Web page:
Identities, Conflicting Behavioural Norms and the Importance of Job Attributes

40 Pages Posted: 15 Oct 2009

See all articles by Giovanni Russo

Giovanni Russo

VU University Amsterdam; IZA Institute of Labor Economics

Edwin A.J. Hooft

Erasmus University Rotterdam - Institute of Psychology

Abstract

The paper empirically expounds the richness of the identity approach to labor market behavior by allowing individuals to experience identity conflict. Specifically, it investigates the relationship between the importance individuals attach to labor-market activities ヨ which is influenced by the identity to which they adhere ヨ and their preferences for job attributes. The analysis shows that individuals who consider labor-market success as instrumental for achieving their life goals tend to attach importance to job characteristics such as pay level and career and training opportunities. Individuals for whom non-labor market activities are important and in conflict with labor market activities are found to attach importance to the possibility of working on a convenient time schedule. Moreover, consistently with the identity approach to labor-market behavior, men appear to resolve the conflict between career and non-work activities in favor of the former. Finally, unobserved factors that increase the desire to work part-time have a negative impact on the likelihood of attaching importance to training and career opportunities offered by the job.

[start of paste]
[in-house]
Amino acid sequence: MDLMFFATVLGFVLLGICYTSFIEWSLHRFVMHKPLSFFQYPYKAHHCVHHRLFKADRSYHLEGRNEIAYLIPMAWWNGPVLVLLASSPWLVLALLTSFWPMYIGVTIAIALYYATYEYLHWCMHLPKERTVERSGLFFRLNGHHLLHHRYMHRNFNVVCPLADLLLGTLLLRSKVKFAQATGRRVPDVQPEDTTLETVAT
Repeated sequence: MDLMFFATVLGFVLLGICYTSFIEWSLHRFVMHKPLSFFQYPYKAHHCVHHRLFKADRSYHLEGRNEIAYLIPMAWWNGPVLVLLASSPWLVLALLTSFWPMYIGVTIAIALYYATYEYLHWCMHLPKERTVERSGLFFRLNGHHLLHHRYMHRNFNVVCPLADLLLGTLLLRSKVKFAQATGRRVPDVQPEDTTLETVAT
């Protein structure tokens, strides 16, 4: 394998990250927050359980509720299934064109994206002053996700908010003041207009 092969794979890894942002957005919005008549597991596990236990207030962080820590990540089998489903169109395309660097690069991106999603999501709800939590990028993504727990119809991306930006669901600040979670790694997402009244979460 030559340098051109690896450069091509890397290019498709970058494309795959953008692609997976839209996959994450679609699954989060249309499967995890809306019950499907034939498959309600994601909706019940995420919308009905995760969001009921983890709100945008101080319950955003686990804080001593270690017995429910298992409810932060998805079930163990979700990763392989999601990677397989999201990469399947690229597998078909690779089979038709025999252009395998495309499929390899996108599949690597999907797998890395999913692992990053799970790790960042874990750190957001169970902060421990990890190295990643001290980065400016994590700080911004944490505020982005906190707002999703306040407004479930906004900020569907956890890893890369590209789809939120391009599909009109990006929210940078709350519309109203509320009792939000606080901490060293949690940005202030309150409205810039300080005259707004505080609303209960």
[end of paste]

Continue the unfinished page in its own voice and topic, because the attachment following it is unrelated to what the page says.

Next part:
Keywords: job attributes, social identity, role conflict, part-time

JEL Classification: J22, J24, Z13

Suggested Citation

Russo, Giovanni and Hooft, Edwin A.J., Identities, Conflicting Behavioural Norms and the Importance of Job Attributes. IZA Discussion Paper No. 4412, Available at SSRN: https://ssrn.com/abstract=1489235

Giovanni Russo (Contact Author)

VU University Amsterdam ( email )

De Boelelaan 1105
Amsterdam, ND North Holland 1081 HV
Netherlands

IZA Institute of Labor Economics

P.O. Box 7240
Bonn, D-53072
Germany

Edwin A.J. Hooft

Erasmus University Rotterdam - Institute of Psychology ( email )

Burgemeester Oudlaan 50
3000 DR Rotterdam, Zuid-Holland 3062PA
Netherlands

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